Donation request letters are letters organizations use to ask for donations from past and potential donors. Writing an impactful letter can be a great way to get your message out to the world, so it’s important your letter be written with purpose, yet respectful at the same time.
Creating A Donation Request Letter
Start with your mission statement and purpose for the donations. Doing this will keep potential donors engaged with interesting facts relating to your cause, which will increase your chances of inspiring them to contribute. Offering a small incentive is a good strategy as well.
You should try to be as specific as possible about how the donation will be spent. For instance, tell a short story about how your organization was able to help a family because of previous donations. And if you send the letter to someone who’s donated before, you can target the person with your message and tell them their previous donations made a difference to real people.
These stories allow donors to visualize how their money is used. Include pictures to drive the point home even further. Also, keep the message specific and simple to avoid losing your donors’ attention.
Sincerity and warmth are important in helping the reader “feel” for your cause. Donation request letters certainly don’t need to be as formal as possible, which can make the letter sound cold and mechanical. So don’t be afraid to get creative in spreading your message. Also, include your logo at the top of the page so the reader will recognize the donation request letter is legitimate and for a good cause.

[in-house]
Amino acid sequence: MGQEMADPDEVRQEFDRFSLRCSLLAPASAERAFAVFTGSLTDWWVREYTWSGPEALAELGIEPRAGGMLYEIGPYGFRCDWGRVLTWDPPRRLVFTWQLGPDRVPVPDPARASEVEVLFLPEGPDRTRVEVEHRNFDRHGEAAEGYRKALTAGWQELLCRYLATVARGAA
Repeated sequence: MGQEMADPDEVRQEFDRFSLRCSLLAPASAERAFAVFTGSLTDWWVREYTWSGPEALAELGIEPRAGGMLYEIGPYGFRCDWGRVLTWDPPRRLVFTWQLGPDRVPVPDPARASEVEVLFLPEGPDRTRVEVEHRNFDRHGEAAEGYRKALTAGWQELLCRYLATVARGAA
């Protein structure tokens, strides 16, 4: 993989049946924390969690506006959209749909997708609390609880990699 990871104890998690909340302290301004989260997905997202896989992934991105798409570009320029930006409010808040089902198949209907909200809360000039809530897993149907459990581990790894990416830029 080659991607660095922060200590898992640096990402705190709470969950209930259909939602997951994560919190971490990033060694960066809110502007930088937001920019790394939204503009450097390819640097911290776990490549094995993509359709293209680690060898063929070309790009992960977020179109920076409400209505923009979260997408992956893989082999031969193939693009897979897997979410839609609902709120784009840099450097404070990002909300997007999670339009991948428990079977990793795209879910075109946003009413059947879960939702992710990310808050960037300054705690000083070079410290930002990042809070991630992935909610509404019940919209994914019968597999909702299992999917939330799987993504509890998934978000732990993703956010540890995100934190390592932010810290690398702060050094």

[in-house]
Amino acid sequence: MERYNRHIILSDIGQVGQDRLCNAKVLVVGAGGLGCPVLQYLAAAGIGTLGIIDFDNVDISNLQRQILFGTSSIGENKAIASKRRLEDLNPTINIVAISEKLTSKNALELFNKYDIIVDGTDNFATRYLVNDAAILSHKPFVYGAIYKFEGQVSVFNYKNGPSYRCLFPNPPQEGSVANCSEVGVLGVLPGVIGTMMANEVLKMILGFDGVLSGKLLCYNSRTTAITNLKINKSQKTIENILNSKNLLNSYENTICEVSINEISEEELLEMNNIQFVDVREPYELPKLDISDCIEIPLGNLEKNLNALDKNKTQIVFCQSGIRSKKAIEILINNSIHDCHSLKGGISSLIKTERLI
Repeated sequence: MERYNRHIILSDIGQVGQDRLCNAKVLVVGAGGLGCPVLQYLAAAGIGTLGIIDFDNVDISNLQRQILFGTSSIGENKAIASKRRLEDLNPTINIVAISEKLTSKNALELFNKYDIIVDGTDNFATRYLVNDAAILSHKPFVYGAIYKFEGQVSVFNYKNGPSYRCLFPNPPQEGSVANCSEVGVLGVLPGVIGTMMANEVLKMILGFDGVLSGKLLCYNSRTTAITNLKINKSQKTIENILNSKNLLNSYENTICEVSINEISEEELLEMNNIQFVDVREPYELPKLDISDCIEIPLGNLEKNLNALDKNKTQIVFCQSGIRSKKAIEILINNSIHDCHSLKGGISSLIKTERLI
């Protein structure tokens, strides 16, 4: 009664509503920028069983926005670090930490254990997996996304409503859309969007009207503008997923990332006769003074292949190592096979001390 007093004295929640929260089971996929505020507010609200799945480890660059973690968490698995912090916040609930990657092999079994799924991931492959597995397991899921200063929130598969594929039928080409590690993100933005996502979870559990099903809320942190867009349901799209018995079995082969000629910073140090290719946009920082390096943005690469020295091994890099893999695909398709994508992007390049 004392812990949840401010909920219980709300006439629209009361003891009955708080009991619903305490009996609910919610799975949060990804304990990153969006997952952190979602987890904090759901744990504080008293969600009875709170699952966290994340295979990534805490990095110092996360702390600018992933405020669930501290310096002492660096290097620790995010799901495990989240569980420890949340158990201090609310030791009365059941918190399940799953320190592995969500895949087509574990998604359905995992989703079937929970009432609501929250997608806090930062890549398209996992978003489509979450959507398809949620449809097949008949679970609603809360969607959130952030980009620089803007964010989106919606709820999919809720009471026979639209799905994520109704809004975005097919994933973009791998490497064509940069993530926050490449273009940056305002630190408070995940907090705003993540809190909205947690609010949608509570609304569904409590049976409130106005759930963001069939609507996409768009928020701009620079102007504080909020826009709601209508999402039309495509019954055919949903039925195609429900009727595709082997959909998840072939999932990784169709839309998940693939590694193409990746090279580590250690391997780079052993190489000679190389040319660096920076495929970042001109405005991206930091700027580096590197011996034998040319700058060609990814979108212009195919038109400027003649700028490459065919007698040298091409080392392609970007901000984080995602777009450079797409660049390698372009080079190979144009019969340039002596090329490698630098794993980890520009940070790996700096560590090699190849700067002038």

Donation Request Letter Template
Your Organization’s Name
City, State ZIP
Dear [Name of Donor],
Start with your mission statement, then tell a heartfelt story about what you’ve achieved (or hope to achieve) with the recipient’s donation. Keep it simple and specific.
While we are fixing [insert problem your organization is attempting to help solve], we need your help to go the distance!
If you’re able, we’d love if you could make a donation to help us achieve our mission by [describe solutions you’re attempting to implement].
Thank you in advance. If you you’d like to make a difference by helping [Your Organization’s Name], here are ways to donate (use any or all of these options):
- Make a donation online at [donation page]
- Call us at [phone number]
- Send a check in the pre-stamped envelope we’ve included
- Text [keyword] to [text-to-give phone number]
Thank you again!
Signature of an Organizational Leader
Typed name of Organizational Leader
Finding where to donate should be as simple as possible once your potential donor decides to give. If the donation request letter is an email, include a link that takes people to a donation screen. Also, keep your donation page clean and easy to use to ensure the donor won’t get confused or frustrated while trying to donate. Provide a wide selection of amount options for the donor to ensure they feel comfortable with the transaction.
If your preferred way to receive donations is through mail, make sure to include a donation submission form with your letter. Including a prepaid return envelope is another way to make donating simple.
Offer a variety of payment types. Add fixed default amounts, but also allow the donor to select a custom amount, and provide the option for them to pay the transaction fees. Give the donor control of the donation experience from start to finish. They will be more likely to donate again in the future.
Using Donation Software
Donation software can offer templates for donation request letters, and can even host a database with lists of recipients to streamline the process. This tool will allow your nonprofit to keep track of who is an engaged donor, how much they’ve donated, and how often. Using software to track your donors will maximize the amount of people who receive your letter. Most nonprofit software can generate donation statements as well, which donors will appreciate receiving when tax time comes around. And after they donate, you can easily reach out and say thanks to your donors. This often-overlooked step ensures good relationships with donors.